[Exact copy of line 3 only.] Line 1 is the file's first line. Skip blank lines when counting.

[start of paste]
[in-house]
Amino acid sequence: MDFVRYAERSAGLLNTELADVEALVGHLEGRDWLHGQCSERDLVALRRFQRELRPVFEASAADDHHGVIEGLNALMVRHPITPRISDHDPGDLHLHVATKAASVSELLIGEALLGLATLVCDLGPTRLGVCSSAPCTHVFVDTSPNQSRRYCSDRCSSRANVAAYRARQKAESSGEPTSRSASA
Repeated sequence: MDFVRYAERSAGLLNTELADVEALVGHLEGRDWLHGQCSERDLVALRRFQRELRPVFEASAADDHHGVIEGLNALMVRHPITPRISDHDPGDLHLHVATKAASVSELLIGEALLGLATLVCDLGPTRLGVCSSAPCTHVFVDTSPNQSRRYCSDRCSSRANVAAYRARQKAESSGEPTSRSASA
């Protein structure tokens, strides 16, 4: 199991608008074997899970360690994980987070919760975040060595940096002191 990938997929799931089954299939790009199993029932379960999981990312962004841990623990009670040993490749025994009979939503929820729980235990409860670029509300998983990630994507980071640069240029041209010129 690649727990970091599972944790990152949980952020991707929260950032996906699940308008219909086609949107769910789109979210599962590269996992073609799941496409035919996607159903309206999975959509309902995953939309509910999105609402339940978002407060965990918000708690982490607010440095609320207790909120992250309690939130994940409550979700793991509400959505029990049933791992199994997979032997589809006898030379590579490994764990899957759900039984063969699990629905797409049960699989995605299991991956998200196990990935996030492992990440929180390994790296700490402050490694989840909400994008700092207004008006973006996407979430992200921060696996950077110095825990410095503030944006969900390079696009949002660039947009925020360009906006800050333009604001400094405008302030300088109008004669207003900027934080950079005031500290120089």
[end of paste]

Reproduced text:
Repeated sequence: MDFVRYAERSAGLLNTELADVEALVGHLEGRDWLHGQCSERDLVALRRFQRELRPVFEASAADDHHGVIEGLNALMVRHPITPRISDHDPGDLHLHVATKAASVSELLIGEALLGLATLVCDLGPTRLGVCSSAPCTHVFVDTSPNQSRRYCSDRCSSRANVAAYRARQKAESSGEPTSRSASA